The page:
oddball beam span question

Old 05-25-04, 12:51 AM
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oddball beam span question


I am a set designer. I need to build a large outdoor set. My plan is to build two 24 foot tall, free standing, outriggered scaffolds to support a beam, as long as possible, strong enough to safely support the weight of one person. This is a temporary structure and therefore not required to withstand the test of time. I am trying to do this economically, so I hoped to be able to use wood. My goal is a span of twenty feet, although sixteen might be acceptable. Is this possible? What size beam do I need? Any cheap alternatives to wood? Any help would be much, much appreciated.
Old 05-25-04, 05:15 AM
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In my area what you are proposing to build, especially in a public area, requires that the scaffolding be erected by someone certified in scaffold erection and the beam signed off by an engineer.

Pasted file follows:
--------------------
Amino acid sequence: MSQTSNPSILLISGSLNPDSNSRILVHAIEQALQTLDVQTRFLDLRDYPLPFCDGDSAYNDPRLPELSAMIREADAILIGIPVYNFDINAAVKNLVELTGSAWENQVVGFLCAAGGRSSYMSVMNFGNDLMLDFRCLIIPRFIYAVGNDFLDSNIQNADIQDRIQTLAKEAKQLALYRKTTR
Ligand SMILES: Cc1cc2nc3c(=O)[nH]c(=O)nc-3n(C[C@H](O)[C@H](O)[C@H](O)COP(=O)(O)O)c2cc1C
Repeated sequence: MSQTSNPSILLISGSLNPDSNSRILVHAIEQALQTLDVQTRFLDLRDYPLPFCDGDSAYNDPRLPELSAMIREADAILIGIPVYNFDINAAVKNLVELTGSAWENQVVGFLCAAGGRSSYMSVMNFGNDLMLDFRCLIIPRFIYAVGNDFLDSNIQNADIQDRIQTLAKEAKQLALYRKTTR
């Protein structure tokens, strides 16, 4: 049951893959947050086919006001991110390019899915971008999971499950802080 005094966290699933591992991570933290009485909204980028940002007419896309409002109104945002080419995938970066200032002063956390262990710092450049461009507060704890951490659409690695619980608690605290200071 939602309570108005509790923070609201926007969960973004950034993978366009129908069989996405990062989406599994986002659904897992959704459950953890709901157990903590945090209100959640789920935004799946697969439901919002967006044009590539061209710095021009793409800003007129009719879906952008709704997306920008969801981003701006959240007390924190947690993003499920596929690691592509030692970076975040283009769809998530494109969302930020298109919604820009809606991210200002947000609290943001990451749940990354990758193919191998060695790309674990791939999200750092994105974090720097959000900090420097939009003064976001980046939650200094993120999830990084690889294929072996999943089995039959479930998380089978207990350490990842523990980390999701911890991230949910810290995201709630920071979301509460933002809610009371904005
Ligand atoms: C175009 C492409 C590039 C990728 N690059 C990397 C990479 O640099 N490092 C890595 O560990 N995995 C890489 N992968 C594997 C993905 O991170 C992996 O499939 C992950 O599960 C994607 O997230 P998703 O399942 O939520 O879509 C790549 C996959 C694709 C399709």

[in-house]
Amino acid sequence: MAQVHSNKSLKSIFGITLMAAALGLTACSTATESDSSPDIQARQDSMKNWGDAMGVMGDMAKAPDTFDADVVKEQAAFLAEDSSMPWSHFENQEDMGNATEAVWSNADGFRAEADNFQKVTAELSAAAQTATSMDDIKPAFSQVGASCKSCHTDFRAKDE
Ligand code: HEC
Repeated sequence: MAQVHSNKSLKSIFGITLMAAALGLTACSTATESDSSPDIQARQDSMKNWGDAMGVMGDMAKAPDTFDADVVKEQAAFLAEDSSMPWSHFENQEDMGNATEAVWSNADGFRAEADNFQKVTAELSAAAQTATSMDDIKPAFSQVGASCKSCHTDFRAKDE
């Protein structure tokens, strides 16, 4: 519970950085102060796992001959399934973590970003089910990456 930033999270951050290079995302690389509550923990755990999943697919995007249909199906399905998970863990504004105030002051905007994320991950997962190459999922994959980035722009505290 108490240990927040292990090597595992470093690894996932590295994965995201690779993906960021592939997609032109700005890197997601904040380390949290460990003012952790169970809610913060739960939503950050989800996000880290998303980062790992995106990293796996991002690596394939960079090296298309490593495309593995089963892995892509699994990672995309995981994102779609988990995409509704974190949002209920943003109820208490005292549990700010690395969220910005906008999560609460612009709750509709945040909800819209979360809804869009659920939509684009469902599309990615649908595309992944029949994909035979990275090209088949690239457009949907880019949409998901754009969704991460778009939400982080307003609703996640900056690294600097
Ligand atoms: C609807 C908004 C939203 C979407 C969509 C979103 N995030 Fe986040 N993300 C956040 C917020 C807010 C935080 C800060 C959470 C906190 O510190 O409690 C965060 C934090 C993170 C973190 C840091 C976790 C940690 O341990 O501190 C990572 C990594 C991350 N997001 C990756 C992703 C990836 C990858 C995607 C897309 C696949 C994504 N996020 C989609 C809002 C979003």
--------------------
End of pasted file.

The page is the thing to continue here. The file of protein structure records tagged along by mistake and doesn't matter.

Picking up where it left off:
Old 05-25-04, 06:53 AM
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The beam isn't the real issue

you said that you want a wood beam to carry the weight of a man. Lets say the man weighs 200 lbs / 20' span = 10 plf for the man. However you can't design simply for the weight of a man. You must consider wind, rain, and other types of live loads.
I do not think the design of the beam is the real issue here. I am sure that smal section beam would carry the weight. The toughest part is going to be getting the "outrigged" scaffolding designed at the height of 24' and restrained properly.

As the other poster said I suggest you hire or consult with an engineer to insure that it is adequately designed.

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